Climbing out of this opening brought us to the floor of the second pit we had passed.
IMG_8860

IMG_8861

After exploring this “hidden forest” we returned through the passage and headed back to our car.
IMG_8863

Our final stop for the day was along the closed Wind Cave entrance road. The small parking area is located along FR 200 which was just over a half-mile back along China Hat Road from FR 300 (2.5 miles east of the Boyd Cave entrance road). A stop sign on the north side of China Hat Road marks the correct road.
IMG_8865

Wind Cave is closed year round to the public for bats but we hoped to visit Pictograph Cave which according to our guidebook and everything we could find online was only closed from October 15th – May 1st. In order to reach Pictograph Cave we followed the closed road for half a mile to the Wind Cave Parking area. Along the road we spotted some really bright Indian Paintbrush amid the sagebrush.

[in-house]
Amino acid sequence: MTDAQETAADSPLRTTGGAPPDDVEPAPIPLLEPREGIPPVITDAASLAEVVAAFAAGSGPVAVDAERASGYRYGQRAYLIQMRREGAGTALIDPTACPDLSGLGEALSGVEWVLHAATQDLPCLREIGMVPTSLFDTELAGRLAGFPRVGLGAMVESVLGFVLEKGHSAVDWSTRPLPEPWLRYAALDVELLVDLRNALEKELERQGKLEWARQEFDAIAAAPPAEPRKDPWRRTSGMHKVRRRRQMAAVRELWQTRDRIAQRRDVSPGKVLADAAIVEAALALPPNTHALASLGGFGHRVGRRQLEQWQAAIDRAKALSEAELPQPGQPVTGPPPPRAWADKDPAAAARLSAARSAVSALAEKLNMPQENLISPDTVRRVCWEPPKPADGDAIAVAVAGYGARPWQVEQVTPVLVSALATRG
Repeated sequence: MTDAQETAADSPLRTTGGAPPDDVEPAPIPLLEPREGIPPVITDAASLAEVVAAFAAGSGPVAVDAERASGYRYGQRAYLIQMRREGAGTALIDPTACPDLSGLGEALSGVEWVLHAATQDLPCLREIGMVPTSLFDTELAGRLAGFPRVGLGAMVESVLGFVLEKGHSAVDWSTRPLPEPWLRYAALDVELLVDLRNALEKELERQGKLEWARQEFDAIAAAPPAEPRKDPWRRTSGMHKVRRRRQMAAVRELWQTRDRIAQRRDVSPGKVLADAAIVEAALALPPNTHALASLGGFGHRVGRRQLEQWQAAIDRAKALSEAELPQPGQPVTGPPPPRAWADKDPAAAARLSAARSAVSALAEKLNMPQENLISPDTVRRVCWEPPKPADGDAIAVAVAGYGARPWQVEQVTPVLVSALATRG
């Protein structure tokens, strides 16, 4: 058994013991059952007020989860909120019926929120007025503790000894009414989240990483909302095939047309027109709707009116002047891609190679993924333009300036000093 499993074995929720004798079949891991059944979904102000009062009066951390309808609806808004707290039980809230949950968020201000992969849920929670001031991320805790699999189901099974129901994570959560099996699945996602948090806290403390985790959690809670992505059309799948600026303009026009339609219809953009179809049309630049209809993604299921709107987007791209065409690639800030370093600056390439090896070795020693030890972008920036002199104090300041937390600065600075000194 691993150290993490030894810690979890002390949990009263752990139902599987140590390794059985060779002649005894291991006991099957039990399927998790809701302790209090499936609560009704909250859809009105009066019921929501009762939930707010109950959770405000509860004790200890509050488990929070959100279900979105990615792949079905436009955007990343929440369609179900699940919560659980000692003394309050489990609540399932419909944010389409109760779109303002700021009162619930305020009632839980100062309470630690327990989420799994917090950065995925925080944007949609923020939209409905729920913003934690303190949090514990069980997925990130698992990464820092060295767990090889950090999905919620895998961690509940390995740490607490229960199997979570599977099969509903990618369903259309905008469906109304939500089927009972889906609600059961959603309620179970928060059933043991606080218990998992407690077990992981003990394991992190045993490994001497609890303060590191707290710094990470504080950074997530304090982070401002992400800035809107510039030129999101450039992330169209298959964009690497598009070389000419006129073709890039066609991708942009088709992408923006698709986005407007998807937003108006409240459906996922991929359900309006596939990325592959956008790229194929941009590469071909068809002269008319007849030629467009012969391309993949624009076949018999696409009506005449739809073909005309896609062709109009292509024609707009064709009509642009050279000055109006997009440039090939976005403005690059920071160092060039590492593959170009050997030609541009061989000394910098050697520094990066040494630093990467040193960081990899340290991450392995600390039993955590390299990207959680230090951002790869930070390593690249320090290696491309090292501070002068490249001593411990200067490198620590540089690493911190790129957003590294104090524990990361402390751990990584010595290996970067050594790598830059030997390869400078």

IMG_8867

IMG_8869

We also found the Bat Cave but there was no sign of Batman.
IMG_8873

IMG_8874

There was also a nice view of the snowy Cascades across the sagebrush of the high desert.
IMG_8875

We arrived at the gated Wind Cave where our guidebook directed us to “..continue NE on the sandy double track road..”.
IMG_8876

IMG_8877

This is where our day began to get really interesting. The correct sandy double track was blocked by the log where the Wind Cave closure sign was attached as well as several boulders. A second sandy double track led directly north from Wind Cave past the covered entrance to its skylight.
IMG_8880